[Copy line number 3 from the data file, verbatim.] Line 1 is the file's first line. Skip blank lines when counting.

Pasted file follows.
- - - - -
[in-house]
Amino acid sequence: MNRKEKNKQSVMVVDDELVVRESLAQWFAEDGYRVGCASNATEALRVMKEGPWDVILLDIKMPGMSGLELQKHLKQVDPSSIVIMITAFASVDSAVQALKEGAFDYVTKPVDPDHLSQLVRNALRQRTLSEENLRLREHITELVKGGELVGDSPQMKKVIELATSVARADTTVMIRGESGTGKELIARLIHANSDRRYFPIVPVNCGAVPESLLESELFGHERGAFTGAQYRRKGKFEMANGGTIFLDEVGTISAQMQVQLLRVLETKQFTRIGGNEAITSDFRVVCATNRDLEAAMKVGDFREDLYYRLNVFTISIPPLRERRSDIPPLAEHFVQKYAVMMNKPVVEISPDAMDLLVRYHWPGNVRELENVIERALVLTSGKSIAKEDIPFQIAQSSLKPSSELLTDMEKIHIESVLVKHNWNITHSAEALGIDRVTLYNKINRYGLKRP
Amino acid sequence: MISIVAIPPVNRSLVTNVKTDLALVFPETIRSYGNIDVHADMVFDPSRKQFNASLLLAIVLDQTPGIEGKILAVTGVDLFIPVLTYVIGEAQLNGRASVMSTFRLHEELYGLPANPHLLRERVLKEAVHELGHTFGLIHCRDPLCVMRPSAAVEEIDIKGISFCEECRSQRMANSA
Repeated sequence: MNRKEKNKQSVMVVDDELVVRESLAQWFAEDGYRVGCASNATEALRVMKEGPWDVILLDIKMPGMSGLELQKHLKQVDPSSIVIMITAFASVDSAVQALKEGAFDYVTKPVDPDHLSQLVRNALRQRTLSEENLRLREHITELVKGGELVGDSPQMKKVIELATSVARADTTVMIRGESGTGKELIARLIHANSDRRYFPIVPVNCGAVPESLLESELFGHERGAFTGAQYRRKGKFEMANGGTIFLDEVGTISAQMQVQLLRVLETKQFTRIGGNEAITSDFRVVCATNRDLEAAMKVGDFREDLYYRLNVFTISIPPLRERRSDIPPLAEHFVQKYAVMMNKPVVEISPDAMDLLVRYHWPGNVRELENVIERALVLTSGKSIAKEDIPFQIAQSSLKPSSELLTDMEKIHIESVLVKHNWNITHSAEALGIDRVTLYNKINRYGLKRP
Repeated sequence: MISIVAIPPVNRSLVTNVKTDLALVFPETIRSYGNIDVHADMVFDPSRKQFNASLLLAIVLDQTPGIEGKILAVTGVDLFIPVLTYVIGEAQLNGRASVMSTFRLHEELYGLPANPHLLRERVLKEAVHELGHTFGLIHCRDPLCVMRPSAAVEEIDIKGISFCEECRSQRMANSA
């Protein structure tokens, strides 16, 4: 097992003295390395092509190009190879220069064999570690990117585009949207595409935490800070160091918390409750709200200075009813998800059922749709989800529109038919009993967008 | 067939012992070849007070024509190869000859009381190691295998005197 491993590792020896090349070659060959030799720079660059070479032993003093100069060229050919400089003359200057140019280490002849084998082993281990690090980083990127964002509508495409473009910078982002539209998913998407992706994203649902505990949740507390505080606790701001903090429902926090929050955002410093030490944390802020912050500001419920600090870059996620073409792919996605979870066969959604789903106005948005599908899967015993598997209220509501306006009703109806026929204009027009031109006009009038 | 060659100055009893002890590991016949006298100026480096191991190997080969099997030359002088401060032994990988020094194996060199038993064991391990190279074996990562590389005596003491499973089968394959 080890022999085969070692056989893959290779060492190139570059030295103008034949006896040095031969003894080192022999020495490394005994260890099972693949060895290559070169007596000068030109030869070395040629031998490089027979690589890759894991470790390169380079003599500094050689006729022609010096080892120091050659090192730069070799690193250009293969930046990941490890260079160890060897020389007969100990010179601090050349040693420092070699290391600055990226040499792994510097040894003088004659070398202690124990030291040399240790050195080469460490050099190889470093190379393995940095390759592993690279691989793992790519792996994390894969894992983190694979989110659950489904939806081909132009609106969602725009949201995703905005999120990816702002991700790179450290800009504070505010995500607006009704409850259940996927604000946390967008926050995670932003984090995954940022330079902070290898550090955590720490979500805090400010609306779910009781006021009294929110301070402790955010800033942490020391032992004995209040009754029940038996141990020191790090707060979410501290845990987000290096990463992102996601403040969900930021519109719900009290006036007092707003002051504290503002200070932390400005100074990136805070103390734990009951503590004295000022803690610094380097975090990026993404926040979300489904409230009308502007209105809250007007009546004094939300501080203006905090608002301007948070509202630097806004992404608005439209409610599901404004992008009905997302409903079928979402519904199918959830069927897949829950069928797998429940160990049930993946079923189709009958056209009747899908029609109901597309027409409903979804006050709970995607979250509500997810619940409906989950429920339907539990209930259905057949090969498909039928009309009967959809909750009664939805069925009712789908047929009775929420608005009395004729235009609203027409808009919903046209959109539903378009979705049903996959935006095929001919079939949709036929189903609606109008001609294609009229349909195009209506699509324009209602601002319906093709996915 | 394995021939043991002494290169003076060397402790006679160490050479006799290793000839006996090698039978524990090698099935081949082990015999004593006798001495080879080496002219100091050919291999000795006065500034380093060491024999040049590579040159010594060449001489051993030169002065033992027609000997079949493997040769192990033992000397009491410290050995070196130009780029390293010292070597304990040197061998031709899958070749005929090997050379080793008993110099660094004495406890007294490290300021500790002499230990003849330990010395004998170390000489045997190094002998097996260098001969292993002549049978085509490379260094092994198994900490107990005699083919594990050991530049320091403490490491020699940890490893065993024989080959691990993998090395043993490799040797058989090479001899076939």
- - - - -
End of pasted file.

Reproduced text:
Amino acid sequence: MISIVAIPPVNRSLVTNVKTDLALVFPETIRSYGNIDVHADMVFDPSRKQFNASLLLAIVLDQTPGIEGKILAVTGVDLFIPVLTYVIGEAQLNGRASVMSTFRLHEELYGLPANPHLLRERVLKEAVHELGHTFGLIHCRDPLCVMRPSAAVEEIDIKGISFCEECRSQRMANSA